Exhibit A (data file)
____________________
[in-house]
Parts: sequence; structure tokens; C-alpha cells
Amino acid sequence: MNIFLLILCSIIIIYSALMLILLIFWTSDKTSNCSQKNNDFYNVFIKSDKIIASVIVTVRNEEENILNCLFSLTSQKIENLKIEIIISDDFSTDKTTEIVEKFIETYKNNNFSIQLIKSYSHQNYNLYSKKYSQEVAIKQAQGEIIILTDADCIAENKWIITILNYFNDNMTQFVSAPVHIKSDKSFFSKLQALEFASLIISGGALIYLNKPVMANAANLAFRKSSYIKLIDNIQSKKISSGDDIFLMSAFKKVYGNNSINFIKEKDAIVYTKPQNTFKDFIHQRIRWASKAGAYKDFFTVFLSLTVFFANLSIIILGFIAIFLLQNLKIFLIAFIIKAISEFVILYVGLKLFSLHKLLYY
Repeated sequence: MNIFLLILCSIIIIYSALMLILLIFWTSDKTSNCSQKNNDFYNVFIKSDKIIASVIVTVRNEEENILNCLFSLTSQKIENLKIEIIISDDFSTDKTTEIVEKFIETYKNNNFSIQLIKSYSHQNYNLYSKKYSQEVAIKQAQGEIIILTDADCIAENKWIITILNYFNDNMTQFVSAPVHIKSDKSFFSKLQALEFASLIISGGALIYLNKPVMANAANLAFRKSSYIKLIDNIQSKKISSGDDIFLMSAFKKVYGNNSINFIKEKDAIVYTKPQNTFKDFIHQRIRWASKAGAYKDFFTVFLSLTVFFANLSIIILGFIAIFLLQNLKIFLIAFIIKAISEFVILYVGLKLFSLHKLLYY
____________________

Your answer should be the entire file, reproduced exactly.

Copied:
[in-house]
Parts: sequence; structure tokens; C-alpha cells
Amino acid sequence: MNIFLLILCSIIIIYSALMLILLIFWTSDKTSNCSQKNNDFYNVFIKSDKIIASVIVTVRNEEENILNCLFSLTSQKIENLKIEIIISDDFSTDKTTEIVEKFIETYKNNNFSIQLIKSYSHQNYNLYSKKYSQEVAIKQAQGEIIILTDADCIAENKWIITILNYFNDNMTQFVSAPVHIKSDKSFFSKLQALEFASLIISGGALIYLNKPVMANAANLAFRKSSYIKLIDNIQSKKISSGDDIFLMSAFKKVYGNNSINFIKEKDAIVYTKPQNTFKDFIHQRIRWASKAGAYKDFFTVFLSLTVFFANLSIIILGFIAIFLLQNLKIFLIAFIIKAISEFVILYVGLKLFSLHKLLYY
Repeated sequence: MNIFLLILCSIIIIYSALMLILLIFWTSDKTSNCSQKNNDFYNVFIKSDKIIASVIVTVRNEEENILNCLFSLTSQKIENLKIEIIISDDFSTDKTTEIVEKFIETYKNNNFSIQLIKSYSHQNYNLYSKKYSQEVAIKQAQGEIIILTDADCIAENKWIITILNYFNDNMTQFVSAPVHIKSDKSFFSKLQALEFASLIISGGALIYLNKPVMANAANLAFRKSSYIKLIDNIQSKKISSGDDIFLMSAFKKVYGNNSINFIKEKDAIVYTKPQNTFKDFIHQRIRWASKAGAYKDFFTVFLSLTVFFANLSIIILGFIAIFLLQNLKIFLIAFIIKAISEFVILYVGLKLFSLHKLLYY